Send. OK. “Yeah. And you know what. They also said when I asked for a pillow, we don’t have any and I walked thru first class when I got on this plane and I saw pillows in first class. I know this plane has pillows. I’m going to text the Air Force. I’m on this flight, I’m uncomfortable, I don’t know how long it’s going to be, I might be here a while, I don’t know. I’d like a pillow.” And your wife goes, “Yeah, you know what, you’re going to get your pillow. All they had was Coke products on that cart. I ended up with a diet Coke, I like diet Pepsi. Text them, see if you can get Pepsi. I know we won’t be here long but as long as I’m going to be here, I am thirsty, I’d like some Pepsi.”
This silly illustration. I warned you it would be silly, right? I just wonder as we’re descending on this thing called Planet Earth, on a suicide mission, where the god of this world has taken over, chaos is ensuing, people are standing up telling you not to believe the Word of God. It’s not true. Where’s the promise of his coming? And you’ve latched your tether to the red cable of salvation and you’re trusting in Christ to save you. I just wonder when you get the call to say, “Ask and you’ll receive, seek and you’ll find, knock on the door and the door will be open to you.” Just ask me. If you take this thing called the privilege of prayer and you start saying, “You know what? I need peanuts, pillows and Pepsi on this flight.” I just wonder how the Air Force is going to respond to that. “What? I expected some questions about the cable, maybe. I expected some questions about how to convince the guy across the aisle to believe the text is true. I expected some kind of request that was much, much bigger than peanuts, pillows and Pepsi.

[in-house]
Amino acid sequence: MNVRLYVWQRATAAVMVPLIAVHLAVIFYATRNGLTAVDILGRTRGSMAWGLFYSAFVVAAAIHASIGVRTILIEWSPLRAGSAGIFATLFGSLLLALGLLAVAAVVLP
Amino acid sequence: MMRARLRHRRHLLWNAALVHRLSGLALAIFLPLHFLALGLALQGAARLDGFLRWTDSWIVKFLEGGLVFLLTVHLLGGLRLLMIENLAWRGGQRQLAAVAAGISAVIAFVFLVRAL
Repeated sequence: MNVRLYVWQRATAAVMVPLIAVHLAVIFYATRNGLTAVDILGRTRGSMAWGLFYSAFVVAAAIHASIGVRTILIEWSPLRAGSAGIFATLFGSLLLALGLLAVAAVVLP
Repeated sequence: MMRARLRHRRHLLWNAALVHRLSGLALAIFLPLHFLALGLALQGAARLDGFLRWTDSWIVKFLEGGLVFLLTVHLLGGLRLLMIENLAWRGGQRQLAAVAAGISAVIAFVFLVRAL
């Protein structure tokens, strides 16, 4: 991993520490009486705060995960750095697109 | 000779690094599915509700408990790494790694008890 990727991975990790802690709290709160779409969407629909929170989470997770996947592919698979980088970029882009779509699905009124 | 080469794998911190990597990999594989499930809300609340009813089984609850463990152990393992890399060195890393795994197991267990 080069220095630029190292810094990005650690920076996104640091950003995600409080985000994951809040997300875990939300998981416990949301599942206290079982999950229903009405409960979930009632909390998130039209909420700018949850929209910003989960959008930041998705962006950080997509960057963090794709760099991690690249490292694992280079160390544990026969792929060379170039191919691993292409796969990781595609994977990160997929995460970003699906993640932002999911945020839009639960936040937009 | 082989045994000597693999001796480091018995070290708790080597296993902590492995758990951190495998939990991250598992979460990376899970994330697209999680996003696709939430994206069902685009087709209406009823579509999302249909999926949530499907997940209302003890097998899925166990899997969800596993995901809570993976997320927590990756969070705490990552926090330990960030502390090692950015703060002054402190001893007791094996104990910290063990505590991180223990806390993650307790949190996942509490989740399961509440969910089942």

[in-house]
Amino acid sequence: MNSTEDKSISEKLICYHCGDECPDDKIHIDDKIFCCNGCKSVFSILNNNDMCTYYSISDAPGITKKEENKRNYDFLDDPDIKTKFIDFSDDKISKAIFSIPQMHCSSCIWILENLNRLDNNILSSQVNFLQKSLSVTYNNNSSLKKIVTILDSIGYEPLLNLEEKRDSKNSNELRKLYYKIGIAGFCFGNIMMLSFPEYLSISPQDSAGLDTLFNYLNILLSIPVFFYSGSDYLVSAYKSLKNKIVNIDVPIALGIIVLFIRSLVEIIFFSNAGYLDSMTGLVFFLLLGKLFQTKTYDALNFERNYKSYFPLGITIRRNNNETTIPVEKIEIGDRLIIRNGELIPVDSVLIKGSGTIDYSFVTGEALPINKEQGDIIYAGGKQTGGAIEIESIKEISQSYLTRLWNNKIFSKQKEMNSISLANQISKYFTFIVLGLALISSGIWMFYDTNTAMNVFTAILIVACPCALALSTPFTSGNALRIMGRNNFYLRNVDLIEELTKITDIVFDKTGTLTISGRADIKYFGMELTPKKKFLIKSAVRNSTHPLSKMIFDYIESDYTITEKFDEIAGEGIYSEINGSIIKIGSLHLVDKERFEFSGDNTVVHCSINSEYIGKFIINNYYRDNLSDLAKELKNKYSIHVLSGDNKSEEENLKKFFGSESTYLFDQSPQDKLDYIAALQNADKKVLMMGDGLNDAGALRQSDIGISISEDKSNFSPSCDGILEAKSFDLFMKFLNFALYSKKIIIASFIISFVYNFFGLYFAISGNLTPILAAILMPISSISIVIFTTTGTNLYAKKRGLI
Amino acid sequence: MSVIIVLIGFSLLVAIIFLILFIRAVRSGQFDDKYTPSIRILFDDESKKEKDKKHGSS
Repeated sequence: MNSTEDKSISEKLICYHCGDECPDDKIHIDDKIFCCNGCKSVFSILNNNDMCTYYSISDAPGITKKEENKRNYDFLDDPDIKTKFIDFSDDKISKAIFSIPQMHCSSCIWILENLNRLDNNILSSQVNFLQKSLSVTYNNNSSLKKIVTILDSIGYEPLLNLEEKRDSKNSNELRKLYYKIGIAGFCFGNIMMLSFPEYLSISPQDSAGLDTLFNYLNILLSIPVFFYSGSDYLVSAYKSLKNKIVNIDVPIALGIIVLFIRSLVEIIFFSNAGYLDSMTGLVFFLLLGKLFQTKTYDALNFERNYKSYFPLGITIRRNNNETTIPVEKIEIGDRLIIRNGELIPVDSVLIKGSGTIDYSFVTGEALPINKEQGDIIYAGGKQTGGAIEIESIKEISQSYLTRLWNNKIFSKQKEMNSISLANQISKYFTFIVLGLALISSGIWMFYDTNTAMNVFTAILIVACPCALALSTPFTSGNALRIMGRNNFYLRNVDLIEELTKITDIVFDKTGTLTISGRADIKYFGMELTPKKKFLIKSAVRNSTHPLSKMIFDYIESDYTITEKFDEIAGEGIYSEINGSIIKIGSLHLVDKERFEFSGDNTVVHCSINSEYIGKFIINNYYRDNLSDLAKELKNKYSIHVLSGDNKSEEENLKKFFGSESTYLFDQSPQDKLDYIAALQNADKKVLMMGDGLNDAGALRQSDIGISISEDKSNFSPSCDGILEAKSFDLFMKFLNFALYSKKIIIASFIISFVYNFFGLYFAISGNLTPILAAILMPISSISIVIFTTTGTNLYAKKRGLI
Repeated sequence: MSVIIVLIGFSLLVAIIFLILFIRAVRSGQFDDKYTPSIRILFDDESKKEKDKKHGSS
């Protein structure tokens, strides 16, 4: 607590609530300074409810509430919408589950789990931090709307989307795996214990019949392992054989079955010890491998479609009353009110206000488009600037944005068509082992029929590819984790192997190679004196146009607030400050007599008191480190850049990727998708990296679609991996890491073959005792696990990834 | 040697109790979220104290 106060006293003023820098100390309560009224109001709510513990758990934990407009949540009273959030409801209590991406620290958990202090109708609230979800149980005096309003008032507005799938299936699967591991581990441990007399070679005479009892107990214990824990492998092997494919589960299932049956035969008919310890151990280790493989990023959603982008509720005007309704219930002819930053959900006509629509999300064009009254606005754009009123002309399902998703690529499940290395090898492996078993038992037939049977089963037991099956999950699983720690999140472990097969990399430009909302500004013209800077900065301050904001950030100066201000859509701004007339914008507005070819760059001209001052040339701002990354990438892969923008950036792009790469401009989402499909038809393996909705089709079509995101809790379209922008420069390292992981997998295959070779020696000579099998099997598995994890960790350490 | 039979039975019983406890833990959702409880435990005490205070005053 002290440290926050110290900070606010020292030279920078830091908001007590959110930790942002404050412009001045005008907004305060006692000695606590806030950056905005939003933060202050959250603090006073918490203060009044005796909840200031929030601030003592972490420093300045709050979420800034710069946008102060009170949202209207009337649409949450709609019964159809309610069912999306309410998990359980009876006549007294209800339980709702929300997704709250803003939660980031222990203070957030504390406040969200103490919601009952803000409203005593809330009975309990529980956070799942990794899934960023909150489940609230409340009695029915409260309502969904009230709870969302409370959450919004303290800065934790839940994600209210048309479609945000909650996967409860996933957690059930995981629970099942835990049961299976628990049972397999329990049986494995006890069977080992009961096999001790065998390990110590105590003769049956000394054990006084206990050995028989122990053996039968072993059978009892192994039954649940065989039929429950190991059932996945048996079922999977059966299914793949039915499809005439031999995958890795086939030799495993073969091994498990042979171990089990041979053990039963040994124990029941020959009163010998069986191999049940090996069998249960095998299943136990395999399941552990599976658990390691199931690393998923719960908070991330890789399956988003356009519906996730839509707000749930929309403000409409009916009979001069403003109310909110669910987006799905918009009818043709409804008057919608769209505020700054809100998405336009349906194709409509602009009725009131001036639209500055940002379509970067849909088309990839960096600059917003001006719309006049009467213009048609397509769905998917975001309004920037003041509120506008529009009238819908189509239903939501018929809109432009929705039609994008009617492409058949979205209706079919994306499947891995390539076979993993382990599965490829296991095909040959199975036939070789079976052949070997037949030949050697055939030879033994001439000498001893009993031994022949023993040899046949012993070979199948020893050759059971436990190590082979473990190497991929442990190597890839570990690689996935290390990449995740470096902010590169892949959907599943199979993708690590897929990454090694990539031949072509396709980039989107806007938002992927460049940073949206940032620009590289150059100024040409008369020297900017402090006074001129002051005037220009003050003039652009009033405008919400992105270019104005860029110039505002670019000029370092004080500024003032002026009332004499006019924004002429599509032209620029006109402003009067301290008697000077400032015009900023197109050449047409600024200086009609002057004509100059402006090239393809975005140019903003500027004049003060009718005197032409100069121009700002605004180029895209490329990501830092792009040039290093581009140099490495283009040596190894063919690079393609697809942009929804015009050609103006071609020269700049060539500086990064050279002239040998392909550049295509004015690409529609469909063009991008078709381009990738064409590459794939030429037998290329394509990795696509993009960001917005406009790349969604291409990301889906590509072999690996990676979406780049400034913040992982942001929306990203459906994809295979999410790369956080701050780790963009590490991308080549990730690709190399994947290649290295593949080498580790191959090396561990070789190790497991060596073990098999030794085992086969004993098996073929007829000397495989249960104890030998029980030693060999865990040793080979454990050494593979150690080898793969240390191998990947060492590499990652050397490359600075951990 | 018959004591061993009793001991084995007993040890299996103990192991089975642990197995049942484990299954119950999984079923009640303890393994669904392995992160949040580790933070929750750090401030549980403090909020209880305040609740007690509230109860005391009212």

I just wonder if God looks at our prayers that we are consistently praying. When I said, “What are you praying about everyday?” If you kind of sat up straight and go, “Yeah, there are things I’m praying for every day. I’m feeling good about this question about prayer.” But all those things were really the equivalent of peanuts, pillows and Pepsi.